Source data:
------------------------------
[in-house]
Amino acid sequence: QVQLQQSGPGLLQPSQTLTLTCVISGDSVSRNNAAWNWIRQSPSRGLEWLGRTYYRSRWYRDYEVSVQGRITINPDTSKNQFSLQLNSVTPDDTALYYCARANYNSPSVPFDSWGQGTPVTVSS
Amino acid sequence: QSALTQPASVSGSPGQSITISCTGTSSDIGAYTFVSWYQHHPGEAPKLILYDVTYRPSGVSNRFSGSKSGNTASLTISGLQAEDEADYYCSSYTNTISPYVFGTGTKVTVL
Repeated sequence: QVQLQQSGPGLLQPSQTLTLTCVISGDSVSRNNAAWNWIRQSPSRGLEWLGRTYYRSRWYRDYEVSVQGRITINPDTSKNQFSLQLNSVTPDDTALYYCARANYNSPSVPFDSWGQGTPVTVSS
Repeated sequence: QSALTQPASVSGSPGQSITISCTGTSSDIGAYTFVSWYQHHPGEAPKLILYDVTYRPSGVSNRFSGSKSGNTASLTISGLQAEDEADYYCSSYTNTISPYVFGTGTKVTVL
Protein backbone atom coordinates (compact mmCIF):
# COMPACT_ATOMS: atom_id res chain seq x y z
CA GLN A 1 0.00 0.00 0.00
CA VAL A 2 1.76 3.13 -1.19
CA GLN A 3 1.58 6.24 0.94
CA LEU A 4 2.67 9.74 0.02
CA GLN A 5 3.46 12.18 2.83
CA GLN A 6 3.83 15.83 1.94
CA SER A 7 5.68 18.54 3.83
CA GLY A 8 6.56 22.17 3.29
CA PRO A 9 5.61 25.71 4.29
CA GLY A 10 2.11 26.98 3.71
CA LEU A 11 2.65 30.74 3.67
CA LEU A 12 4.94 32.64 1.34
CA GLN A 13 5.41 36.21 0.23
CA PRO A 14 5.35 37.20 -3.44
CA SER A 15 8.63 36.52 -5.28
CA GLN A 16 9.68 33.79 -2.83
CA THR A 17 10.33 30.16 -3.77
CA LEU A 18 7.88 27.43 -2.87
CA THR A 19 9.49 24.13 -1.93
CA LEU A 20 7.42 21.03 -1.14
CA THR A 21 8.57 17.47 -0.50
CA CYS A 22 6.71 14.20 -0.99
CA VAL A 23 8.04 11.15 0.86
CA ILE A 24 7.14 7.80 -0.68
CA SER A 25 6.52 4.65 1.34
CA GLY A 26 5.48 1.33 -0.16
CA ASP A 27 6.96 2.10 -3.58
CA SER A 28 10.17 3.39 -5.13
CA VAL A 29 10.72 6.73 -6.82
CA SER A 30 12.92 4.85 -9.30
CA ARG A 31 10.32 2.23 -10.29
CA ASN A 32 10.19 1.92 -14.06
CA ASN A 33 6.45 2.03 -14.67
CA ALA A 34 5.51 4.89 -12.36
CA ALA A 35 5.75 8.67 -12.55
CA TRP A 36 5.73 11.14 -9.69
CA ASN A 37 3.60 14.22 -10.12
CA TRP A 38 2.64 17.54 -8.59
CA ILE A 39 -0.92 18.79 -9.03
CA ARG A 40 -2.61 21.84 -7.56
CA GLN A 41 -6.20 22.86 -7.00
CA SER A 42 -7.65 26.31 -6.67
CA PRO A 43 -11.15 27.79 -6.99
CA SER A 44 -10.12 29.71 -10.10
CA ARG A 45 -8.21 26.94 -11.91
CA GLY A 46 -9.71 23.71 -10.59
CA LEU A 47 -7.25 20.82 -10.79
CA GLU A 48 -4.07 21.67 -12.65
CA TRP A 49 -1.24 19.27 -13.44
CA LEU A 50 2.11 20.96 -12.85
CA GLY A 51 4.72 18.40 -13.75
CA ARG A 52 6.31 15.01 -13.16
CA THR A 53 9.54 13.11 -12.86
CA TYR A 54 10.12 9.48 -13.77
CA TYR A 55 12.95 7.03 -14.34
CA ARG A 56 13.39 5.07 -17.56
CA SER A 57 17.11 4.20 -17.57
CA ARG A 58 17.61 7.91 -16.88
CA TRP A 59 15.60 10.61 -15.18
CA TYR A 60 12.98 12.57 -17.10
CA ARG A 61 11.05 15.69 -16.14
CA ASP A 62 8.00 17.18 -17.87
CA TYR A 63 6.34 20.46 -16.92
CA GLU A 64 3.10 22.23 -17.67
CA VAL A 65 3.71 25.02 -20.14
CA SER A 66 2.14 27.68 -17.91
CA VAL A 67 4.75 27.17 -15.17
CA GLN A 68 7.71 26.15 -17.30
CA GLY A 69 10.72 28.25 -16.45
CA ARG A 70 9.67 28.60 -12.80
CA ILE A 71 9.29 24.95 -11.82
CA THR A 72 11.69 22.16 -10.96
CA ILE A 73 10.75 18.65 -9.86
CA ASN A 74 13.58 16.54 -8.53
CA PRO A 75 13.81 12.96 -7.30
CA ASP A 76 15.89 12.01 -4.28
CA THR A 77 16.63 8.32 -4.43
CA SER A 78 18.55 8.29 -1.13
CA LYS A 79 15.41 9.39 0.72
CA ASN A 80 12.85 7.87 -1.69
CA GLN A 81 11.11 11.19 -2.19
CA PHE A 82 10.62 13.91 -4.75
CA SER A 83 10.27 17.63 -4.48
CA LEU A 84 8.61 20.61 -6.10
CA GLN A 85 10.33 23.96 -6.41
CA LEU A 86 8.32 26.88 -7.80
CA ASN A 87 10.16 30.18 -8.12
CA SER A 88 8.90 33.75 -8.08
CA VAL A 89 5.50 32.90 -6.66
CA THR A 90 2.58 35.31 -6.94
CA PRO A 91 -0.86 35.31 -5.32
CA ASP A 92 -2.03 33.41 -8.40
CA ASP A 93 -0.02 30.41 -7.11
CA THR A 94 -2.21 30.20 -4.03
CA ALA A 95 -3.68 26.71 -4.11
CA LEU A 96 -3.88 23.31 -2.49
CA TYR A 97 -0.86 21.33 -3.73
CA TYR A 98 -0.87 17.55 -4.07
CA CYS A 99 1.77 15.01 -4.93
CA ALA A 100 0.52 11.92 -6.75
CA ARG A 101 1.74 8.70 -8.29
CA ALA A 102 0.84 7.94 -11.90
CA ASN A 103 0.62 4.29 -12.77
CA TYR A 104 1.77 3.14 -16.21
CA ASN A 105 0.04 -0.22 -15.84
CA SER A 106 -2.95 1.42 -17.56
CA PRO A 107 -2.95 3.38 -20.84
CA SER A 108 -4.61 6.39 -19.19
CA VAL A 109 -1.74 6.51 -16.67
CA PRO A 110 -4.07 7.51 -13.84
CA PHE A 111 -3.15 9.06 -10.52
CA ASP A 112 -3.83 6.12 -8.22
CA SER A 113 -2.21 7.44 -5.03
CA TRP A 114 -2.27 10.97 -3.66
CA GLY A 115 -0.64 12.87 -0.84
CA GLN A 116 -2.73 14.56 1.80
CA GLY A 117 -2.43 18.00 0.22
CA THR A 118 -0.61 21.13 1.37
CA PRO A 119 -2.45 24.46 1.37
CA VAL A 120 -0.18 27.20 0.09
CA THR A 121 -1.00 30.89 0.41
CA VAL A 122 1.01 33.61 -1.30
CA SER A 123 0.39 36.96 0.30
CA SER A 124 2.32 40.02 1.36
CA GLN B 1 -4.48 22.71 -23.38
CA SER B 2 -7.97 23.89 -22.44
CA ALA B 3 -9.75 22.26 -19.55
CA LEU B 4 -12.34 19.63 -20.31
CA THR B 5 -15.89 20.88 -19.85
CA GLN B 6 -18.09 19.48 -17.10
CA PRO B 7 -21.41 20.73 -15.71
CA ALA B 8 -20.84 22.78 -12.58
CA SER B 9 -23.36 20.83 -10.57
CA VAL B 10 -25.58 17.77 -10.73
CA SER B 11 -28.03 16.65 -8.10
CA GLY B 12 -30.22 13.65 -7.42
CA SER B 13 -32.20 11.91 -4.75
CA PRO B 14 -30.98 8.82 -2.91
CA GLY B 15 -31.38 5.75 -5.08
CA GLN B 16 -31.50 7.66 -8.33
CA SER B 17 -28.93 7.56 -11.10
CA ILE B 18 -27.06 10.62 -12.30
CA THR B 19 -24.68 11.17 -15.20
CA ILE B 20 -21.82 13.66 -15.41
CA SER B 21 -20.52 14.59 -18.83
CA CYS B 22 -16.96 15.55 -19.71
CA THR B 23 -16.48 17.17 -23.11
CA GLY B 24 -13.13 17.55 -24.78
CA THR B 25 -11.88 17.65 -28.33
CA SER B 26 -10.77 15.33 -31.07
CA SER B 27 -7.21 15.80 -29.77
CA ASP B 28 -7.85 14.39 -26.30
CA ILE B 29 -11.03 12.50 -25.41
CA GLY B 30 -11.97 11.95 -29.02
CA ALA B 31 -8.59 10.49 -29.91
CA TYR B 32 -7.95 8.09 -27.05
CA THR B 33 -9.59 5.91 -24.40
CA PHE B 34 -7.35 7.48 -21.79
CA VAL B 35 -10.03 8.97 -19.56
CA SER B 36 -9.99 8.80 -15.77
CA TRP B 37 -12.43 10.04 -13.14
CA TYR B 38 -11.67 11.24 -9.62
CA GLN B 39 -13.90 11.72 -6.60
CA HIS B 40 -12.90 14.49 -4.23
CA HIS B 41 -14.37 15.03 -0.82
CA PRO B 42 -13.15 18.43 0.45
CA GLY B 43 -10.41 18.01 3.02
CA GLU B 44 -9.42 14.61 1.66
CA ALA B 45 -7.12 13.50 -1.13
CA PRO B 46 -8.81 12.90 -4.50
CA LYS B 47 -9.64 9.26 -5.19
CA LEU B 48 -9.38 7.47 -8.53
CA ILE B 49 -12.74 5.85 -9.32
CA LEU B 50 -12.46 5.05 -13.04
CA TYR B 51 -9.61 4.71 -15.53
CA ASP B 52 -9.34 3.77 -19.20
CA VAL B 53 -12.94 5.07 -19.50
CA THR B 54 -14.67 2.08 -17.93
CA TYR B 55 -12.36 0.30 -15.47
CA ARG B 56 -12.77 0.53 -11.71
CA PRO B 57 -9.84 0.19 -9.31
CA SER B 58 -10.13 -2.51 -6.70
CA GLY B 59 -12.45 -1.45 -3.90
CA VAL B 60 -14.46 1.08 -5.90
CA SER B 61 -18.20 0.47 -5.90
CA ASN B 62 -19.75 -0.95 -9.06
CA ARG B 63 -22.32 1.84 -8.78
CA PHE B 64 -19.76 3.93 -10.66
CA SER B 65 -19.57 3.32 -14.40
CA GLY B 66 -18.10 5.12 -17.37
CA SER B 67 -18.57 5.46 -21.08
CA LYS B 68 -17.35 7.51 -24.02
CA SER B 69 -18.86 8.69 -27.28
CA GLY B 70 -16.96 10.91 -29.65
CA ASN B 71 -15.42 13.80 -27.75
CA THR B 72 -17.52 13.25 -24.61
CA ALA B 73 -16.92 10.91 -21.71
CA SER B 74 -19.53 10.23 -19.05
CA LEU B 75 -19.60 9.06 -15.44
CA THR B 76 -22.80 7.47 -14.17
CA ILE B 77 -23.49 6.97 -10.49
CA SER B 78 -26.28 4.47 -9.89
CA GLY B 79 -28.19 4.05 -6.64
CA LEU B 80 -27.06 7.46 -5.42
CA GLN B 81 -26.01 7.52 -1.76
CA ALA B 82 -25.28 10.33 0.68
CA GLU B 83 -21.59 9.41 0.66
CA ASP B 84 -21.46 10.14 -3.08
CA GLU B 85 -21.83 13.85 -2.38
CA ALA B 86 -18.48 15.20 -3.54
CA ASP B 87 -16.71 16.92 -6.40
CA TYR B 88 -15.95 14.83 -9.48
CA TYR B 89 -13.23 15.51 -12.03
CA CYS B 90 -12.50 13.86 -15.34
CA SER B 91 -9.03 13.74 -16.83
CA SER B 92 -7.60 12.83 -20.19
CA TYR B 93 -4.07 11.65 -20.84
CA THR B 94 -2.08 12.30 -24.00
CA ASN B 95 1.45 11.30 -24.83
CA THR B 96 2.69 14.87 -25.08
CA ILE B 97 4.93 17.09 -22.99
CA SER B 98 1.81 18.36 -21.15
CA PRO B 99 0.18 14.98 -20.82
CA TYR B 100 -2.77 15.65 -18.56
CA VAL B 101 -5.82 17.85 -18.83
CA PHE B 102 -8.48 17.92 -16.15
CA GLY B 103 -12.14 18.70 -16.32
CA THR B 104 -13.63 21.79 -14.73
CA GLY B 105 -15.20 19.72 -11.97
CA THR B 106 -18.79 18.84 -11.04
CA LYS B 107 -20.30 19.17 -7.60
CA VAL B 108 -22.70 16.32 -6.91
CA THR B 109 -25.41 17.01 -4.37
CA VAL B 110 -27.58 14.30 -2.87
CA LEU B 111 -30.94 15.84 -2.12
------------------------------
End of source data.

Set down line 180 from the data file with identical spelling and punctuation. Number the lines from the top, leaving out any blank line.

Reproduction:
CA ILE B 49 -12.74 5.85 -9.32